Today I bought Ruth Reichl's book Garlic and Sapphires: The Secret Life of a Critic in Disguise, and I'm about 60 pages into it. Really cool so far, about her taking the job as food critic of the NY Times and what goes along with being a food critic of that magnitude: not blowing your cover, disguising oneself, being objective, etc. Also reading Molecular Gastronomy, an informative but terribly bland and straightforward book of interest. Casual reading (the kind I can do anywhere for 30 seconds between trains or for 30 minutes on a train) has been keeping me occupied in down time, as our study material for the meetings is hard for me to do stop-and-go between trains or with babies screaming in the background.
Food has been exciting here, but I obviously don't have any idea of what's a great restaurant and what's not worth a half-hour train ride to. Obviously, restaurants like Amber (Two-star Michelin at the Landmark Mandarin Oriental HK) would be phenomenal (and cost a small fortune), and there are more and more high-end western-style (and owned) restaurants in the high rent districts. But I suppose for the most part, when it comes to noodle shops and HK BBQ, there's only so much one can do, and what I've had so far has been very good. Soups and noodles and rice and all sorts of animals (tripe even made an appearance in a noodle soup last night). I've been finding negligibly legitimate reasons to enter local businesses and upon departing will ask about food recommendations.
So today I ate at this place recommended to me by a lady at a teahouse that was supposed to be a really good true HK noodle place, their answer to a greasy spoon diner, I suppose. It was busy and tables were turning. I sat down and was immediately given a menu with about four options on it: a vegetable dumpling soup, a noodle soup, and a few dry noodle bowl type things, accompanied by a list of about 25 different items to add to the soup, from sliced pork to fish ball to cow stomach to slices of fat. I ordered the vegetable dumpling soup medium hot. The smell and color, accompanied by the reddish oil slick of chili paste on top when I got it was exciting, but it was so hot I couldn't finish it. Dumplings were great. Veggies were great. It was all good.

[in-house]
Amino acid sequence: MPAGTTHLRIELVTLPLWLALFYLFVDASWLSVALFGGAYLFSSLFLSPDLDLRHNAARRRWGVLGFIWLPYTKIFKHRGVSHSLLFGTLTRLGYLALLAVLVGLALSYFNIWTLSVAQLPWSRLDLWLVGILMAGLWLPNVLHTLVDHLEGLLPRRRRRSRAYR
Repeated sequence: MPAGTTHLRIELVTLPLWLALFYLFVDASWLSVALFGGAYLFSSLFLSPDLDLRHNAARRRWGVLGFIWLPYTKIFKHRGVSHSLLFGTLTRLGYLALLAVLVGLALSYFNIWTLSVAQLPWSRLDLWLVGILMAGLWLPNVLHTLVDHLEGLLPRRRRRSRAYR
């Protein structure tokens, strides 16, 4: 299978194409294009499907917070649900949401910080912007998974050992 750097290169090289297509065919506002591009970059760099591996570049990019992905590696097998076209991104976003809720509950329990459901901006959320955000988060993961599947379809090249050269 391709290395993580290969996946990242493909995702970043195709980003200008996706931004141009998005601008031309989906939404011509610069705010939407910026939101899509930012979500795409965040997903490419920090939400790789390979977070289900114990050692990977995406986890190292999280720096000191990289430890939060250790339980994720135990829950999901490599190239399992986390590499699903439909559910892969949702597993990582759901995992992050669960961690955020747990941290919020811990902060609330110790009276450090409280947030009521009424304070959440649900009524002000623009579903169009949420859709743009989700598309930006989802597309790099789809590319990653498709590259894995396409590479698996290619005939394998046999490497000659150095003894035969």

I've had some extremely hot food before, and love it, but this was a different kind of hot. It wasn't even a flavor-ish delicious hot as much as a caustic sinus-frying experience. I did my best, but couldn't finish it. It was more than my ravenously empty stomach (and my table void of quenching liquids) could take. I did a respectable job with it.
Needless to say, I'm terribly excited to try so much food here. We did 飲茶 (Cantonese: yam cha- literally "to drink tea"/Mandarin 暍茶) dim sum last week, which is more a ritual or experience rather than a meal. It was fabulous, and I love the reckless abandon with which people approach food, and from a Westerner's point of view, oftentimes at the expense of table manners, but it's wonderful.
If something here ever had a bone in it, it's almost assuredly still in it when you eat it. Pork, duck, chicken and (disappointingly) fish. People gnaw and chew on bones and dispose of them creatively, talk with their mouths full, grab for food, eat fast and messily. Food in Hong Kong is wonderful, and I hope to share regular food stories and pictures.